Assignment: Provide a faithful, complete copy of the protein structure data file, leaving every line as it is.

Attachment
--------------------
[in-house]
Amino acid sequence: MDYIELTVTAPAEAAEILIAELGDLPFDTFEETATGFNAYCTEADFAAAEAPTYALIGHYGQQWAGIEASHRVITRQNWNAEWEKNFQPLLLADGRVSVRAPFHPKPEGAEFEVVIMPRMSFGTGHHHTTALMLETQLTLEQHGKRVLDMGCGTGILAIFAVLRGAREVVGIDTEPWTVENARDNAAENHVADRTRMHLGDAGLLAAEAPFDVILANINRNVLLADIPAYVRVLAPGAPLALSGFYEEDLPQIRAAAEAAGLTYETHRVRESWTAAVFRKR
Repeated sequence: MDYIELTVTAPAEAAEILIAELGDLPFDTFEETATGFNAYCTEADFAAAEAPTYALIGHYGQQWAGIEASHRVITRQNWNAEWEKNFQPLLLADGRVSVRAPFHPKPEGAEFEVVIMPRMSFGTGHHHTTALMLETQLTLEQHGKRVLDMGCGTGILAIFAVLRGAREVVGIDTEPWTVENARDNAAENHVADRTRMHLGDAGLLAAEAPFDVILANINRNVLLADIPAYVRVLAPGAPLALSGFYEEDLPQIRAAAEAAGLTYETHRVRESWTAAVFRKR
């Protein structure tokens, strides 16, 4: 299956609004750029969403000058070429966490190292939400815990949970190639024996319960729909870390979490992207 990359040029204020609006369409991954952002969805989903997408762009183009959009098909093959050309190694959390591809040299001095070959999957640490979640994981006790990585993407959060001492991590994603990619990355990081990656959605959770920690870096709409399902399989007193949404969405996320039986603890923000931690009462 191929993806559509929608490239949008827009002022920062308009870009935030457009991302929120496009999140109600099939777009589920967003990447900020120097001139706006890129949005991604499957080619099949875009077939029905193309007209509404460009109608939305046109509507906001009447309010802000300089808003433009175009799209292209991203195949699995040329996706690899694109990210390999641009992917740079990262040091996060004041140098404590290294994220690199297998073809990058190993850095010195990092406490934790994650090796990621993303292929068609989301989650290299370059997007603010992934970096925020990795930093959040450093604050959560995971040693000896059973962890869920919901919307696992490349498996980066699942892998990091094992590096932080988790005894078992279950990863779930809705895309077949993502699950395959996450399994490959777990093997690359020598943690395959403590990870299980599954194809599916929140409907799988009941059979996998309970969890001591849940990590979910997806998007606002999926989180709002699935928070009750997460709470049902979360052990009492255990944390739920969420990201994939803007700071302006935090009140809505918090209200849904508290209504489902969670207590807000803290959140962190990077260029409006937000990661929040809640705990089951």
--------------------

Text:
[in-house]
Amino acid sequence: MDYIELTVTAPAEAAEILIAELGDLPFDTFEETATGFNAYCTEADFAAAEAPTYALIGHYGQQWAGIEASHRVITRQNWNAEWEKNFQPLLLADGRVSVRAPFHPKPEGAEFEVVIMPRMSFGTGHHHTTALMLETQLTLEQHGKRVLDMGCGTGILAIFAVLRGAREVVGIDTEPWTVENARDNAAENHVADRTRMHLGDAGLLAAEAPFDVILANINRNVLLADIPAYVRVLAPGAPLALSGFYEEDLPQIRAAAEAAGLTYETHRVRESWTAAVFRKR
Repeated sequence: MDYIELTVTAPAEAAEILIAELGDLPFDTFEETATGFNAYCTEADFAAAEAPTYALIGHYGQQWAGIEASHRVITRQNWNAEWEKNFQPLLLADGRVSVRAPFHPKPEGAEFEVVIMPRMSFGTGHHHTTALMLETQLTLEQHGKRVLDMGCGTGILAIFAVLRGAREVVGIDTEPWTVENARDNAAENHVADRTRMHLGDAGLLAAEAPFDVILANINRNVLLADIPAYVRVLAPGAPLALSGFYEEDLPQIRAAAEAAGLTYETHRVRESWTAAVFRKR
């Protein structure tokens, strides 16, 4: 299956609004750029969403000058070429966490190292939400815990949970190639024996319960729909870390979490992207 990359040029204020609006369409991954952002969805989903997408762009183009959009098909093959050309190694959390591809040299001095070959999957640490979640994981006790990585993407959060001492991590994603990619990355990081990656959605959770920690870096709409399902399989007193949404969405996320039986603890923000931690009462 191929993806559509929608490239949008827009002022920062308009870009935030457009991302929120496009999140109600099939777009589920967003990447900020120097001139706006890129949005991604499957080619099949875009077939029905193309007209509404460009109608939305046109509507906001009447309010802000300089808003433009175009799209292209991203195949699995040329996706690899694109990210390999641009992917740079990262040091996060004041140098404590290294994220690199297998073809990058190993850095010195990092406490934790994650090796990621993303292929068609989301989650290299370059997007603010992934970096925020990795930093959040450093604050959560995971040693000896059973962890869920919901919307696992490349498996980066699942892998990091094992590096932080988790005894078992279950990863779930809705895309077949993502699950395959996450399994490959777990093997690359020598943690395959403590990870299980599954194809599916929140409907799988009941059979996998309970969890001591849940990590979910997806998007606002999926989180709002699935928070009750997460709470049902979360052990009492255990944390739920969420990201994939803007700071302006935090009140809505918090209200849904508290209504489902969670207590807000803290959140962190990077260029409006937000990661929040809640705990089951």